• Kāiawhina/personal care assistants (level 1-4) – 701 people are required to fill job openings with 297 people required to meet new demand and 404 to replace those leaving.
  • Physiotherapists – 67 job openings, with 43 from those leaving or retiring from the sector.
  • Occupational Therapists – 37 job openings over the next five years, 24 from those retiring or leaving the sector.
  • Demand from other health job openings include dentists, podiatrists, speech therapists, radiographers, sonographers, laboratory and pharmacy roles. While the numbers are not as many, it takes longer to train.
  • Job forecasts are detailed in the appendices and include estimates for each year up to 2027.

What are the labour market gaps?

By 2027, there will be a shortage of Registered Nurses, Nurse Managers, Nurse Practitioners, GPs and Physiotherapists currently being trained in New Zealand to meet demand which includes both new jobs due an increase in demand for services and replacement roles due to current workers expected to retire from or leave the sector.

Those being trained at level at 1-3 (Health Care Assistant (HCA), Aides and Kāiawhina) will be more than sufficient to meet the demand, making the need for upskilling a key labour market gap to close.

What skills for we need for these jobs?

We will need a higher technically-skilled (more at Level 4) workforce to meet higher and increasing care needs for Māori and rural locations, as well as the needs of an older population. The industry reported the requirement for the following skills:

  • Cultural competency, with an emphasis on Te Ao Māori.
  • Critical thinking skills, including problem solving and decision making.
  • Organisational skills, including communications, ability to work under pressure and self-motivational skills.
  • Secondary school science past year 10.
  • Recognition of L4 learning, gained from life skills and lived experiences.

Overall action plan

Reimagine Health Care in Taitokerau and improve the future skills pipeline for health care and communities’ workforce by:

  • Accelerating the development of Hauora and particularly Hauora Māori programming and pathways for Māori.
  • Develop a centre of vocational excellence for Health (Nursing and Allied Health as a first focus) to support the drive for innovation using insights from the Māori Health Authority, Health NZ and Te Kahu O Taonui.
  • Ensure Māori health leadership including iwi Māori delivery – especially in rural areas.

Broaden apprenticeship provision, participation and completion of Nursing (Registered and Enrolled) programmes by:

  • Considering, adopting and actioning recommendations arising from the Pre-registration Nursing Pipeline Project that address Māori student nurses’ attrition rates, including: establishing a pathway to Enrolled Nursing for those who exit Bachelor of Nursing programme; supporting and assisting with Aged Residential Care (ARC) workforce planning including migration settings; nursing recruitment programme; and review of clinical placement model (as a barrier to more training places).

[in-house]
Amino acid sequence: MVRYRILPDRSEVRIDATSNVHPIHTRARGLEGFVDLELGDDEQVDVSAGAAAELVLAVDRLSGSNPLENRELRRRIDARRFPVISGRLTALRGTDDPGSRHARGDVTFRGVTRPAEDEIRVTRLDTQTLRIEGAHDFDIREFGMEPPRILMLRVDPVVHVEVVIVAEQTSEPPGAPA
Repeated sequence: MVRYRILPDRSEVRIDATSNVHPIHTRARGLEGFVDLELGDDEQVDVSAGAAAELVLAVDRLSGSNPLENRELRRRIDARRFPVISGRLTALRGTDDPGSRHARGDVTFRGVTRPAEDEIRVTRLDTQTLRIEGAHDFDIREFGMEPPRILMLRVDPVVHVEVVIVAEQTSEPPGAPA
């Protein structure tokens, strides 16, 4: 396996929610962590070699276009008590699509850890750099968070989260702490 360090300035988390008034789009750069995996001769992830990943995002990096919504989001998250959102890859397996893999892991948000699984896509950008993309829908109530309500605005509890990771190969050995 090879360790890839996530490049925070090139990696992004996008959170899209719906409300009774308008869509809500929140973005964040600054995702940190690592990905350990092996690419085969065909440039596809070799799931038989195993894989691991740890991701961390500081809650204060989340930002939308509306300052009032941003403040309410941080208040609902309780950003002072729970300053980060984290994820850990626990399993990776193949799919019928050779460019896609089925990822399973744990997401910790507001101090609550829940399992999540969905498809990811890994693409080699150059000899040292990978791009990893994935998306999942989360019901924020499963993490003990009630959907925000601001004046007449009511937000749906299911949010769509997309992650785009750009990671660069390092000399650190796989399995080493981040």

• Supporting and expanding (if successful) the Kaimahi to Enrolled Nurse apprenticeship model currently being piloted and supported by Mahitahi Hauora, AUT and Te Pūkenga which is supporting Māori Kaimahi to become enrolled nurses and work for their local health providers within their areas of domicile.
  • Endorsing alignment and career staircasing across all health roles.
  • Support options to “step on, step off” studying while being able to work in the sector at their current qualification level.

Meet the skills needs of our region and employers, especially in Kāiawhina roles through:

  • Identifying local workforce challenges and drivers to attract younger workers towards Kāiawhina roles.
  • Employers and agencies agreeing to provide decent working conditions, e.g. address employer pay inequity; cover employee costs on the job; support individual development plans; and better working conditions to enhance workforce attraction and participation.
  • Acknowledging prior learning and highlighting career pathways for Taitamariki who have undertaken whānau care of kuia and kaumatua under a Kaupapa Māori framework that is developed in conjunction with local hapū

Hauora and hapori whānui health and communities

Largest workforce in Taitokerau

  • 9,815 jobs in 2021
  • Forecast to increase 13.2% by 2027

26.7% Māori workforce in 2021

36.0% Māori population in 2021

Top 5 job openings in next 5 years

Registered Nurses (including Nurse Managers, Educators, Practitioners), GPs and Register Medical Officers, Physiotherapists

Top job openings in next 5 years in health support roles

Enrolled Nurses, Diversional Therapists, Ambulance Paramedics, Dental Hygienists

Replacement demand is due to retirements and leaving the sector, while expansion demand is due to increases in population and demand for services.

Health therapy professionals include:

  • Dentists
  • Occupational Health Therapists
  • Physiotherapists
  • Podiatrists
  • Speech Therapists
  • Audiologists

Kāiawhina roles include:

  • Personal Care Assistants
  • Aged and Disabled Persons’ Carer
  • Orderlies
  • Therapy Aides
  • Nurses Aides
  • Healthcare assistants
  • Kāiawhina
  • Enrolled Nurse

Health diagnostics professionals include:

  • Sonographers
  • Radiographers
  • Medical Lab Techs
  • Pharmacists
  • Dietitians
  • Health Promotions
  • Environmental Officers
  • Occupational H&S
Over 2,000 people needed to fill job openings in the next 5 years
Bar graph showing demand for various professions